As you can see in this issue, Restaurant Hospitality recently wrapped-up its New Directions Conference. The point was to gather people — most of them top-tier restaurateurs — who made some smart moves during hard times. Many strategies was shared and I'm sure most who attended left the event feeling better about the future. I know I did. And, of course, we celebrated another Richard Melman Award, which went this year to José Andrés and Rob Wilder, who refuse to be handcuffed by the recession.
We've devoted nine pages to the conference with lots of pictures, but here's a quick summary of take-away thoughts that I gathered from some cool cucumbers before, during and after the event.
Drew Nieporent, winner of the James Beard Outstanding Restaurateur Award, lamented that many chef-driven restaurants have neglected front-of-the-house hospitality. The focus is so concentrated on the chef — to the point of narcissism — that guests are being ignored, said the New York City operator of Tribeca Grill, Nobu, Corton and others. Worse yet, many of these often-young chefs don't even conceal their contempt for customers, he explained.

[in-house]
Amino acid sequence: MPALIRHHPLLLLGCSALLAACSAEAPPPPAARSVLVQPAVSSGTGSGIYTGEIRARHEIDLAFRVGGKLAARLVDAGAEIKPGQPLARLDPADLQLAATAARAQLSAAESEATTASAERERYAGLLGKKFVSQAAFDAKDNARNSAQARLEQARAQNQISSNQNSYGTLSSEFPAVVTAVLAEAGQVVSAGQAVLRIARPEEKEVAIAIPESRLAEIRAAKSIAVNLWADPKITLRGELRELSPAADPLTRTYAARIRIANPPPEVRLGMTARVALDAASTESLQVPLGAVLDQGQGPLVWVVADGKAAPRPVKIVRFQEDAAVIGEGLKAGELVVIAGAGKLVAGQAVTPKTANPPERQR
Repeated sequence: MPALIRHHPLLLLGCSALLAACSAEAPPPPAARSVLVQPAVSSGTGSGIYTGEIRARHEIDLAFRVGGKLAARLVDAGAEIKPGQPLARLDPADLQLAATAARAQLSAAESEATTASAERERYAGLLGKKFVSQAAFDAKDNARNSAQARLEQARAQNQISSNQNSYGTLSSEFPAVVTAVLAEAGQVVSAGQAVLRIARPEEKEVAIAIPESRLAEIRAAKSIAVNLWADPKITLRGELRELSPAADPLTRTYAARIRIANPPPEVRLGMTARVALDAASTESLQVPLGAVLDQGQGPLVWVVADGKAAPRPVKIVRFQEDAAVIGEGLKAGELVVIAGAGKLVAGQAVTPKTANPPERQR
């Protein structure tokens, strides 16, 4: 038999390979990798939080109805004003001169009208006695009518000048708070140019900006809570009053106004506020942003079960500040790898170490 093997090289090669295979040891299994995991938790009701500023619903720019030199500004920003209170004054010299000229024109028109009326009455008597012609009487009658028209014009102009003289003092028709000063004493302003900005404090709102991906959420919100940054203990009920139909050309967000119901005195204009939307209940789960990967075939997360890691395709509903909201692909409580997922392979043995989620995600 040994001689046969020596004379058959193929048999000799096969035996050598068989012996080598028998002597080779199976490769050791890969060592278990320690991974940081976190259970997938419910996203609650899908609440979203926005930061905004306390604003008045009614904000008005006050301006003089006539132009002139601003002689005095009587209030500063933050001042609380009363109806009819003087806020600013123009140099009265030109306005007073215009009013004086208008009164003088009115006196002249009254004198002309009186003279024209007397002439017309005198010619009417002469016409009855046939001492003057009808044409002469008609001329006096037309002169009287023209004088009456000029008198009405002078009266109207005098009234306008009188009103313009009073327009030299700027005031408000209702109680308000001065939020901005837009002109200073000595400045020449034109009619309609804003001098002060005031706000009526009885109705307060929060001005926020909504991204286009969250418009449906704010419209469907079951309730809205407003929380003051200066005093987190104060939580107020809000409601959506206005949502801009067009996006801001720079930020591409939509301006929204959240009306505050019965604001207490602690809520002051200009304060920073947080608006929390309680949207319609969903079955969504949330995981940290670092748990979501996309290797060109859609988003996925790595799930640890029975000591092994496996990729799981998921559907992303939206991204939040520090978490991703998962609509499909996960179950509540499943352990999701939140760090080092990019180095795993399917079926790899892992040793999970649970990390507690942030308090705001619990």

It's a point I made some months back in an Editor's Letter. You must have someone strong out front, someone who can read the room and respond quickly to special requests and concerns. Despite what some now think, it's not about you, it's about them. If you've ever seen Nieporent handling front-of-the house chores at his restaurants, you know it's like watching Leonard Bernstein conduct an orchestra. I dare say more people come to his restaurants to see and be taken care of by him than by his chefs.
I'm also a big fan of Paul Bartolotta, who, in my opinion, is America's greatest Italian chef. He's a double James Beard Award winner, and he operates one of Las Vegas' most high-profile restaurants, but he doesn't seem to give a damn about fame and feeding his ego like so many of his contemporaries.
Bartolotta's number one concern is putting the best possible food on the plate. Period. It's all about pleasing his customers from the kitchen, while he hires pros to take care of them up front. How many seasoned chefs do you know who act as if every plate that leaves their kitchen may be his or her last? If you can find someone to run your kitchen half that focused, you'll suceeed.
I also greatly admire Paul Kahan, who runs several very cool restaurants in Chicago. He, too, is no fame monster and, in fact, runs from the spotlight. It's not what he wants, it never was. His restaurants, like Publican and Big Star, were not created to impress. They have become showcases for what he loves to eat, and for that reason they do impress.
If you do what you do for any reason other than love, maybe it's time for a new direction. You may have lost your way.